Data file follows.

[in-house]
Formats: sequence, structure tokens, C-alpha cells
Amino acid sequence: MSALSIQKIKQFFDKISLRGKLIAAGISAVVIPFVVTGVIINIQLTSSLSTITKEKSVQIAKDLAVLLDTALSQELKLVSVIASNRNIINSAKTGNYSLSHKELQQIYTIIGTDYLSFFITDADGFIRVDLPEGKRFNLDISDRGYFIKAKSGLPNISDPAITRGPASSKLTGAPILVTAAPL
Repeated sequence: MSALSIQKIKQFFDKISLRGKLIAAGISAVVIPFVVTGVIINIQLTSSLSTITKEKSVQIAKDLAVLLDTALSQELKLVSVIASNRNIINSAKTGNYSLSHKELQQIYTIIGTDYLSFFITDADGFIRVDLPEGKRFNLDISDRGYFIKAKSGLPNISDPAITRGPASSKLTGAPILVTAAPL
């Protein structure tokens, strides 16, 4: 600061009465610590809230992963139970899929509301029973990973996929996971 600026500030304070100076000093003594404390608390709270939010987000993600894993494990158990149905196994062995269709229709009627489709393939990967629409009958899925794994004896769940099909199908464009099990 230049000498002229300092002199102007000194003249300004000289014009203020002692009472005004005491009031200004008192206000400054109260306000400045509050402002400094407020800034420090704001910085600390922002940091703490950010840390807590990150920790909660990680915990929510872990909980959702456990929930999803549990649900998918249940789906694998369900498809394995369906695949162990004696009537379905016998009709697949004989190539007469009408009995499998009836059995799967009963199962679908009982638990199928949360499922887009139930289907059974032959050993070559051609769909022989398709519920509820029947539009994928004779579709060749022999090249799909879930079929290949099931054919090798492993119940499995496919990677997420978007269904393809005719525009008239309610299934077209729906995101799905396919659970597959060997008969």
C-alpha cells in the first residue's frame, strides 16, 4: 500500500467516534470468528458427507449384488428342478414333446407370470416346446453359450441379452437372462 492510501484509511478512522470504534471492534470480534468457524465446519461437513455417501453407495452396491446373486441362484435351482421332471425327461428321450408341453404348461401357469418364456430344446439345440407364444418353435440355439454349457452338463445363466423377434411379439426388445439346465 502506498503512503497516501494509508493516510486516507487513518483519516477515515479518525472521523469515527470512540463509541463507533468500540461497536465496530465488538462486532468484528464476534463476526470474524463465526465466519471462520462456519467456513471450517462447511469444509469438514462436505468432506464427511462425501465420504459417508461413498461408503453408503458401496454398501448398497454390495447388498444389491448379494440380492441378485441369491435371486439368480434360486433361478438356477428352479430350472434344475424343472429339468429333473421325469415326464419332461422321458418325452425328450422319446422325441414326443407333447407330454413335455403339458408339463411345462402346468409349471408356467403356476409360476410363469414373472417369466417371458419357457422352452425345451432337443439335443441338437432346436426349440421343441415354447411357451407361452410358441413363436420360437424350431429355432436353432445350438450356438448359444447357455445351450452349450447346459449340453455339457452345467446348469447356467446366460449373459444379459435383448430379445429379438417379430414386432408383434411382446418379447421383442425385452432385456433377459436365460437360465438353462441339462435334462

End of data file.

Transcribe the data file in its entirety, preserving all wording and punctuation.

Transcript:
[in-house]
Formats: sequence, structure tokens, C-alpha cells
Amino acid sequence: MSALSIQKIKQFFDKISLRGKLIAAGISAVVIPFVVTGVIINIQLTSSLSTITKEKSVQIAKDLAVLLDTALSQELKLVSVIASNRNIINSAKTGNYSLSHKELQQIYTIIGTDYLSFFITDADGFIRVDLPEGKRFNLDISDRGYFIKAKSGLPNISDPAITRGPASSKLTGAPILVTAAPL
Repeated sequence: MSALSIQKIKQFFDKISLRGKLIAAGISAVVIPFVVTGVIINIQLTSSLSTITKEKSVQIAKDLAVLLDTALSQELKLVSVIASNRNIINSAKTGNYSLSHKELQQIYTIIGTDYLSFFITDADGFIRVDLPEGKRFNLDISDRGYFIKAKSGLPNISDPAITRGPASSKLTGAPILVTAAPL
């Protein structure tokens, strides 16, 4: 600061009465610590809230992963139970899929509301029973990973996929996971 600026500030304070100076000093003594404390608390709270939010987000993600894993494990158990149905196994062995269709229709009627489709393939990967629409009958899925794994004896769940099909199908464009099990 230049000498002229300092002199102007000194003249300004000289014009203020002692009472005004005491009031200004008192206000400054109260306000400045509050402002400094407020800034420090704001910085600390922002940091703490950010840390807590990150920790909660990680915990929510872990909980959702456990929930999803549990649900998918249940789906694998369900498809394995369906695949162990004696009537379905016998009709697949004989190539007469009408009995499998009836059995799967009963199962679908009982638990199928949360499922887009139930289907059974032959050993070559051609769909022989398709519920509820029947539009994928004779579709060749022999090249799909879930079929290949099931054919090798492993119940499995496919990677997420978007269904393809005719525009008239309610299934077209729906995101799905396919659970597959060997008969």
C-alpha cells in the first residue's frame, strides 16, 4: 500500500467516534470468528458427507449384488428342478414333446407370470416346446453359450441379452437372462 492510501484509511478512522470504534471492534470480534468457524465446519461437513455417501453407495452396491446373486441362484435351482421332471425327461428321450408341453404348461401357469418364456430344446439345440407364444418353435440355439454349457452338463445363466423377434411379439426388445439346465 502506498503512503497516501494509508493516510486516507487513518483519516477515515479518525472521523469515527470512540463509541463507533468500540461497536465496530465488538462486532468484528464476534463476526470474524463465526465466519471462520462456519467456513471450517462447511469444509469438514462436505468432506464427511462425501465420504459417508461413498461408503453408503458401496454398501448398497454390495447388498444389491448379494440380492441378485441369491435371486439368480434360486433361478438356477428352479430350472434344475424343472429339468429333473421325469415326464419332461422321458418325452425328450422319446422325441414326443407333447407330454413335455403339458408339463411345462402346468409349471408356467403356476409360476410363469414373472417369466417371458419357457422352452425345451432337443439335443441338437432346436426349440421343441415354447411357451407361452410358441413363436420360437424350431429355432436353432445350438450356438448359444447357455445351450452349450447346459449340453455339457452345467446348469447356467446366460449373459444379459435383448430379445429379438417379430414386432408383434411382446418379447421383442425385452432385456433377459436365460437360465438353462441339462435334462